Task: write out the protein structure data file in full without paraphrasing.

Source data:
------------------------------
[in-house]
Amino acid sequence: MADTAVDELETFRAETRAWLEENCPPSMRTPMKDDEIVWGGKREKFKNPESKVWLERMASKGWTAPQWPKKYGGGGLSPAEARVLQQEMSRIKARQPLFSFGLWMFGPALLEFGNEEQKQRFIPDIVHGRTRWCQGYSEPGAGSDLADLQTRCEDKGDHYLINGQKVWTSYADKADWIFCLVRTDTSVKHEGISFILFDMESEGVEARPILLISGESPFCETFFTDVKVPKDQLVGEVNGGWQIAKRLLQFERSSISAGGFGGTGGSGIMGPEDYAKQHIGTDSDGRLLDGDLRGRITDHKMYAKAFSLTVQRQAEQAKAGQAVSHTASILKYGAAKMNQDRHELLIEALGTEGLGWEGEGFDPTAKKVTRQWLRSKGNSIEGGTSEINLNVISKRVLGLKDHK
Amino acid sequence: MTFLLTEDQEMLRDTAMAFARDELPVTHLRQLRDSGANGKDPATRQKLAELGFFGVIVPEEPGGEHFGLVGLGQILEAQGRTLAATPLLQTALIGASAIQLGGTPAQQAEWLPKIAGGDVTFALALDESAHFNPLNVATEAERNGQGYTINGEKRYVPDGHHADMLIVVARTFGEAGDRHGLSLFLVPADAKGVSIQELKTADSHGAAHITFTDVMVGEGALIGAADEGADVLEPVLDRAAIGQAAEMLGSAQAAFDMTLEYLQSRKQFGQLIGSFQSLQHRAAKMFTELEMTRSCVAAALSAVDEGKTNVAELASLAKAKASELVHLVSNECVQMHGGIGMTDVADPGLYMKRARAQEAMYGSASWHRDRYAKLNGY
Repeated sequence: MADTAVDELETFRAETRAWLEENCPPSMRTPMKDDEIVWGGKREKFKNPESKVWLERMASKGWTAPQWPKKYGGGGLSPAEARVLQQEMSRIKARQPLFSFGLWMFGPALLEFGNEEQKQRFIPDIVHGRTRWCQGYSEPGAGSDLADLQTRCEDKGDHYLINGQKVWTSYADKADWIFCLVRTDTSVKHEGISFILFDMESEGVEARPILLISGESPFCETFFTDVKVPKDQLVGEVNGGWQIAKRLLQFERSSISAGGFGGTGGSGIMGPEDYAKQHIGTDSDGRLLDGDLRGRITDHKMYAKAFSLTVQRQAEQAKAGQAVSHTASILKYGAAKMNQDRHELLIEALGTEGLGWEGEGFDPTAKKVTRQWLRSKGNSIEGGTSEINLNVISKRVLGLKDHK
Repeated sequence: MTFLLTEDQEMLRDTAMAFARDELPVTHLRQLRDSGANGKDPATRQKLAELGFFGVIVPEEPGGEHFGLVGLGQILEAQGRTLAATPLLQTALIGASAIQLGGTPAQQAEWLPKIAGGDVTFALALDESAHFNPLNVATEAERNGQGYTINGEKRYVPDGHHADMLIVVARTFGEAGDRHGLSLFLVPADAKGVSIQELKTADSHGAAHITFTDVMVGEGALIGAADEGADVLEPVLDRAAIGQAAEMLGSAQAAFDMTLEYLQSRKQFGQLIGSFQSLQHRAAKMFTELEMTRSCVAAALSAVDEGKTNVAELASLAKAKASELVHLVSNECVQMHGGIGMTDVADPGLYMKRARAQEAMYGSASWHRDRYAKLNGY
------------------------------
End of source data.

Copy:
[in-house]
Amino acid sequence: MADTAVDELETFRAETRAWLEENCPPSMRTPMKDDEIVWGGKREKFKNPESKVWLERMASKGWTAPQWPKKYGGGGLSPAEARVLQQEMSRIKARQPLFSFGLWMFGPALLEFGNEEQKQRFIPDIVHGRTRWCQGYSEPGAGSDLADLQTRCEDKGDHYLINGQKVWTSYADKADWIFCLVRTDTSVKHEGISFILFDMESEGVEARPILLISGESPFCETFFTDVKVPKDQLVGEVNGGWQIAKRLLQFERSSISAGGFGGTGGSGIMGPEDYAKQHIGTDSDGRLLDGDLRGRITDHKMYAKAFSLTVQRQAEQAKAGQAVSHTASILKYGAAKMNQDRHELLIEALGTEGLGWEGEGFDPTAKKVTRQWLRSKGNSIEGGTSEINLNVISKRVLGLKDHK
Amino acid sequence: MTFLLTEDQEMLRDTAMAFARDELPVTHLRQLRDSGANGKDPATRQKLAELGFFGVIVPEEPGGEHFGLVGLGQILEAQGRTLAATPLLQTALIGASAIQLGGTPAQQAEWLPKIAGGDVTFALALDESAHFNPLNVATEAERNGQGYTINGEKRYVPDGHHADMLIVVARTFGEAGDRHGLSLFLVPADAKGVSIQELKTADSHGAAHITFTDVMVGEGALIGAADEGADVLEPVLDRAAIGQAAEMLGSAQAAFDMTLEYLQSRKQFGQLIGSFQSLQHRAAKMFTELEMTRSCVAAALSAVDEGKTNVAELASLAKAKASELVHLVSNECVQMHGGIGMTDVADPGLYMKRARAQEAMYGSASWHRDRYAKLNGY
Repeated sequence: MADTAVDELETFRAETRAWLEENCPPSMRTPMKDDEIVWGGKREKFKNPESKVWLERMASKGWTAPQWPKKYGGGGLSPAEARVLQQEMSRIKARQPLFSFGLWMFGPALLEFGNEEQKQRFIPDIVHGRTRWCQGYSEPGAGSDLADLQTRCEDKGDHYLINGQKVWTSYADKADWIFCLVRTDTSVKHEGISFILFDMESEGVEARPILLISGESPFCETFFTDVKVPKDQLVGEVNGGWQIAKRLLQFERSSISAGGFGGTGGSGIMGPEDYAKQHIGTDSDGRLLDGDLRGRITDHKMYAKAFSLTVQRQAEQAKAGQAVSHTASILKYGAAKMNQDRHELLIEALGTEGLGWEGEGFDPTAKKVTRQWLRSKGNSIEGGTSEINLNVISKRVLGLKDHK
Repeated sequence: MTFLLTEDQEMLRDTAMAFARDELPVTHLRQLRDSGANGKDPATRQKLAELGFFGVIVPEEPGGEHFGLVGLGQILEAQGRTLAATPLLQTALIGASAIQLGGTPAQQAEWLPKIAGGDVTFALALDESAHFNPLNVATEAERNGQGYTINGEKRYVPDGHHADMLIVVARTFGEAGDRHGLSLFLVPADAKGVSIQELKTADSHGAAHITFTDVMVGEGALIGAADEGADVLEPVLDRAAIGQAAEMLGSAQAAFDMTLEYLQSRKQFGQLIGSFQSLQHRAAKMFTELEMTRSCVAAALSAVDEGKTNVAELASLAKAKASELVHLVSNECVQMHGGIGMTDVADPGLYMKRARAQEAMYGSASWHRDRYAKLNGY